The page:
Fulbright awarded to art professor 'pushing boundaries' in contemporary drawing
Dec 07, 2018
SUNY Oswego art professor Juan Perdiguero will spend four months in Chile next spring as a Fulbright U.S. Scholar, teaching and doing research on techniques and processes in drawing that cut across traditional, single-discipline boundaries.
The Fulbright Commission supported Perdiguero's application to work from March 1 to June 30, 2019, as a visiting professor at Finis Terrae University School of Visual Arts in Santiago, Chile.
"I was very excited to learn of this, because I know this is a very competitive grant," said Perdiguero, trained classically in drawing in Madrid and noted for experimenting across painting, printmaking, photography and digital imaging.
Perdiguero's efforts and those of his students at Finis Terrae next spring stand to benefit, as do, ultimately, other students and art faculty in Latin America, Europe and the United States, including SUNY Oswego.
"As we transition into the 21st century, art practices promote interdisciplinary ways of creating," the professor wrote in his Fulbright application. "Art schools and university studio art programs, in the U.S. and abroad, have been implementing novel curricula based upon these concepts to prepare young artists to adapt to this evolving new reality."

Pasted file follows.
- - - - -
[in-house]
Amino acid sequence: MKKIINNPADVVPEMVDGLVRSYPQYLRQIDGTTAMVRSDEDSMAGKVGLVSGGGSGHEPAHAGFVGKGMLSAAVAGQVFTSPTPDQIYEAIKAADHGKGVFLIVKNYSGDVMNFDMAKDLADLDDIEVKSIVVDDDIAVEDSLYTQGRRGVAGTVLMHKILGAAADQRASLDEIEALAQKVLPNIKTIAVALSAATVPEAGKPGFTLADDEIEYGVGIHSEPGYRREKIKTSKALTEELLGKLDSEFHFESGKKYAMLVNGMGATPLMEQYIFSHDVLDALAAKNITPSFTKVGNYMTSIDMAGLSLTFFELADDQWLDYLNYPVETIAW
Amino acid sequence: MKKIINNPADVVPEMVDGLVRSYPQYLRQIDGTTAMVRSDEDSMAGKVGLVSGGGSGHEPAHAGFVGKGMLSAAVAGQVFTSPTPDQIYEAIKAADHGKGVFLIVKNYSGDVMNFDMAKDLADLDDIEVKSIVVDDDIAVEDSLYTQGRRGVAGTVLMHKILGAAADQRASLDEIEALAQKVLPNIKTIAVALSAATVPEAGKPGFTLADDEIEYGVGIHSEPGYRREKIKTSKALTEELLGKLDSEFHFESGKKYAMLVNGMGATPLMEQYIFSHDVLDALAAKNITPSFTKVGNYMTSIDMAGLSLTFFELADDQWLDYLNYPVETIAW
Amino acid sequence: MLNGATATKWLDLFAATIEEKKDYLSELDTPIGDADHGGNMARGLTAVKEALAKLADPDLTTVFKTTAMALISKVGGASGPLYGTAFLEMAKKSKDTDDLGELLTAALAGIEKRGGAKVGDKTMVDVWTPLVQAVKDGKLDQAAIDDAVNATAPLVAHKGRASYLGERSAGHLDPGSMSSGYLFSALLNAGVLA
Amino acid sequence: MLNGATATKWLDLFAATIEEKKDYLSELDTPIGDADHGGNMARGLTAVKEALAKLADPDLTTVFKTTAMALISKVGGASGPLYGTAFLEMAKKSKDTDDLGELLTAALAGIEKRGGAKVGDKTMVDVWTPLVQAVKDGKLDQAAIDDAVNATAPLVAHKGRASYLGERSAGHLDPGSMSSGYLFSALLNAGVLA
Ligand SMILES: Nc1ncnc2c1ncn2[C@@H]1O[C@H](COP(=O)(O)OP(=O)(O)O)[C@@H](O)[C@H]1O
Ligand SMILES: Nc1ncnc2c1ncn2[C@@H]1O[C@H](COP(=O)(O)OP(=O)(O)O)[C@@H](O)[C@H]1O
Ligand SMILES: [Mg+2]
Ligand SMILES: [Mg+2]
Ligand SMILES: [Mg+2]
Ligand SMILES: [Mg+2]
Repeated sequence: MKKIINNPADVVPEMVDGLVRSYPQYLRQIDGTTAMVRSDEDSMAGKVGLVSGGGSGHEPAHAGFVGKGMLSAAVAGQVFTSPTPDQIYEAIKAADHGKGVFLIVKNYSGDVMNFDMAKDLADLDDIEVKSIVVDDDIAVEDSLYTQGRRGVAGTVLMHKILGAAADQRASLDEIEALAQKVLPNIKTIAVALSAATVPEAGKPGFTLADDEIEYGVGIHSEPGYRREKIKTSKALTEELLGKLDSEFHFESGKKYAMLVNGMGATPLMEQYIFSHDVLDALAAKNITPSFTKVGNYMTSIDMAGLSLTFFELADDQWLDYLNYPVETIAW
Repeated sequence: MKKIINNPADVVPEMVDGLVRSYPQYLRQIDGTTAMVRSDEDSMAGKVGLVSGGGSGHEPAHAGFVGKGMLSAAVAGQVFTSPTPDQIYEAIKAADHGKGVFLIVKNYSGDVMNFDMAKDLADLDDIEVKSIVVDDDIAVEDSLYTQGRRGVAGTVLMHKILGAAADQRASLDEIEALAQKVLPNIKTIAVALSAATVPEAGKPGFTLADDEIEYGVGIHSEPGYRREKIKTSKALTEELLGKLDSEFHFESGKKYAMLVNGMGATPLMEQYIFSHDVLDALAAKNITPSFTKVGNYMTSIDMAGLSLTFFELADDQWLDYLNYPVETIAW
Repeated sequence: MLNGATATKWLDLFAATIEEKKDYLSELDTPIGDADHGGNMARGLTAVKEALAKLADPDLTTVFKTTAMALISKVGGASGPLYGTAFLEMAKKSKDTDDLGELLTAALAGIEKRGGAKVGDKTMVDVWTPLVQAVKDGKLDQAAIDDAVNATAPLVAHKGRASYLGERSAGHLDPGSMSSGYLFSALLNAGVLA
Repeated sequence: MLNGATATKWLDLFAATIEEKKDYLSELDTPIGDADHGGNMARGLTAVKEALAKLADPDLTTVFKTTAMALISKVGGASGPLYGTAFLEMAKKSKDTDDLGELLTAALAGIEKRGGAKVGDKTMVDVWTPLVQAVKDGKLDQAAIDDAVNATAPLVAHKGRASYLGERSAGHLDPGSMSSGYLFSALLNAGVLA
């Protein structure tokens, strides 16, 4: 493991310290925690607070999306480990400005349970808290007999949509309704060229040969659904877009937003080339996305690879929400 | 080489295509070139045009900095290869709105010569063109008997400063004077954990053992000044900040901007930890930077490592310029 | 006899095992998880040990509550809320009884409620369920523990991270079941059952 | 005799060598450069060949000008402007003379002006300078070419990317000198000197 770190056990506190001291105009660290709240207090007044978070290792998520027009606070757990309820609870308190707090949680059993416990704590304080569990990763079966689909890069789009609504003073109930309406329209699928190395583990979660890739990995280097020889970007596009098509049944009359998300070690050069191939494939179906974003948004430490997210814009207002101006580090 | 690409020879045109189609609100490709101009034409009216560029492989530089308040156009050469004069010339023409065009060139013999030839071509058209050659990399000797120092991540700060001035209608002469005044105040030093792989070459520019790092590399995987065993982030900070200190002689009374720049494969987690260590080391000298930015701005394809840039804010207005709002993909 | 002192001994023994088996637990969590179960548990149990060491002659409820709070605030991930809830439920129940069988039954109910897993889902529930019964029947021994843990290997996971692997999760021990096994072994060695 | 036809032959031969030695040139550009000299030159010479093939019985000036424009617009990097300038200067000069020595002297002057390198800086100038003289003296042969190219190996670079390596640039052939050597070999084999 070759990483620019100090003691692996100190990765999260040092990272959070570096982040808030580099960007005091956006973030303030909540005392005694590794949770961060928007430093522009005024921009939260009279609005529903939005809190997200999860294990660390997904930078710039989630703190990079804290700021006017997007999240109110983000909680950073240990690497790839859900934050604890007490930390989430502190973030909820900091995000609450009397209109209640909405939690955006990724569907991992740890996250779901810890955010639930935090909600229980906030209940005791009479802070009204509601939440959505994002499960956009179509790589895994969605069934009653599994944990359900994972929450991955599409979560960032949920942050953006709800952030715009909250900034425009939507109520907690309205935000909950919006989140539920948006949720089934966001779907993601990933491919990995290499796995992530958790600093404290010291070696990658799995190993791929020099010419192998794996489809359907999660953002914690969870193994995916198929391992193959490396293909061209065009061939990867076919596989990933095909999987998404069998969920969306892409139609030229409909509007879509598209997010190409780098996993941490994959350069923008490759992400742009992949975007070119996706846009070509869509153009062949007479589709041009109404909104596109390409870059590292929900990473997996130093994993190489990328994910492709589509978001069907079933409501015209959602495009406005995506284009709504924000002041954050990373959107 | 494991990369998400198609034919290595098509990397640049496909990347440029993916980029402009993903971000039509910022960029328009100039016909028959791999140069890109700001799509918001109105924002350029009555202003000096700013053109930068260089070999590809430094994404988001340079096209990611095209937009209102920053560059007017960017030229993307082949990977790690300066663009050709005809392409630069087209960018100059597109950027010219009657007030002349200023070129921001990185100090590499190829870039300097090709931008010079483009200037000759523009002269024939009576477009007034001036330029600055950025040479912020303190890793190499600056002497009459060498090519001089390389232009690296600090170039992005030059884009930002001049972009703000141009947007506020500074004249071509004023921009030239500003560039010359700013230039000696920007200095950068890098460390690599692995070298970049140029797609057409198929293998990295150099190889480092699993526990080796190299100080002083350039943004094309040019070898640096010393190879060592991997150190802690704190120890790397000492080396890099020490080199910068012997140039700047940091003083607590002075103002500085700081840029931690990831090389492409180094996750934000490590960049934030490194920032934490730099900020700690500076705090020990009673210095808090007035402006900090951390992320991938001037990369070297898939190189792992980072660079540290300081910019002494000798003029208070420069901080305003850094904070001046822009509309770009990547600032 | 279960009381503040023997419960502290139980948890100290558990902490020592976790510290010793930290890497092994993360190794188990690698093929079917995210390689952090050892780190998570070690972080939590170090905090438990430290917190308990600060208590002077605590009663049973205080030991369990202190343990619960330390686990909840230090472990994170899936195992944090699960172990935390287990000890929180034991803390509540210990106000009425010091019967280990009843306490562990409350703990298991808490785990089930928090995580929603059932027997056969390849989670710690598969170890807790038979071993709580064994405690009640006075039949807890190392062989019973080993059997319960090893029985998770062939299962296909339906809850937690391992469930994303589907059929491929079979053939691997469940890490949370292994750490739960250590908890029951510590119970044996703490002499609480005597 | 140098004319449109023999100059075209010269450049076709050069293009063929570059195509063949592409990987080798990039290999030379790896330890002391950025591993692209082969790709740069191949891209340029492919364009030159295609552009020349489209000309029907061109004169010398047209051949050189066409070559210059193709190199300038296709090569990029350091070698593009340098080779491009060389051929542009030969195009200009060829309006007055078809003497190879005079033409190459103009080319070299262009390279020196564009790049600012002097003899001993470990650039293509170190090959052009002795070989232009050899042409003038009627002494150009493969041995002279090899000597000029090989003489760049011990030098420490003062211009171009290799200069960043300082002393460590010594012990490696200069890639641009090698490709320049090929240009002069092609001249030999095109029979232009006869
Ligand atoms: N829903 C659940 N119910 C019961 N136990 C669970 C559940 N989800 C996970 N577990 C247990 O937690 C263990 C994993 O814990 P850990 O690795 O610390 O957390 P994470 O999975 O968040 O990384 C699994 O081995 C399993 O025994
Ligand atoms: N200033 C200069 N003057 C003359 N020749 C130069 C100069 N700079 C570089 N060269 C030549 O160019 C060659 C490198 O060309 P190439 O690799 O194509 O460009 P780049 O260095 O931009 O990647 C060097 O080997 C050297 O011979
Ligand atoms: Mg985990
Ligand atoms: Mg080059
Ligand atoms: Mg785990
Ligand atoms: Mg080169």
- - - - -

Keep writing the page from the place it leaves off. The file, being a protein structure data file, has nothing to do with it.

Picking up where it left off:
Perdiguero expects that besides helping develop the interdisciplinary art curriculum at Finis Terrae, he will use what he learns there to inform his teaching at Oswego and his workshops around the world, most recently in Beijing.
"I want to experiment as I teach" at Finis Terrae, he said. "It's like going into a lab as a team with a scientist."
A dual citizen of the U.S. and of Spain, Perdiguero said he looks forward to taking further his strong connection with Latin American culture. In preparation for his Fulbright in Chile, he intends to travel in early 2019 to Madrid, where he is in a doctoral program at Madrid Complutense University School of Fine Arts.
Additionally, Perdiguero has a very active art career, recently completing a show titled "Animalario" at SUNY Oswego's Tyler Art Gallery. He has exhibited his work extensively in the United States and Europe for nearly three decades after his "rigid and restrictive" training in classical drawing techniques in Spain, he said.
"I am always excited about pushing boundaries," he said.
Perdiguero has worked with Chilean artist Mariana Najmanovich, who in 2012 exhibited her paintings and mixed media at SUNY Oswego. She worked at Finis Terrae University, which has since supported Perdiguero's Fulbright application.
The Fulbright scholar hopes to mount exhibitions of Chilean students' work at both Finis Terrae and SUNY Oswego; in the future, there could be an exhibition of Oswego students' artwork in Chile, he said.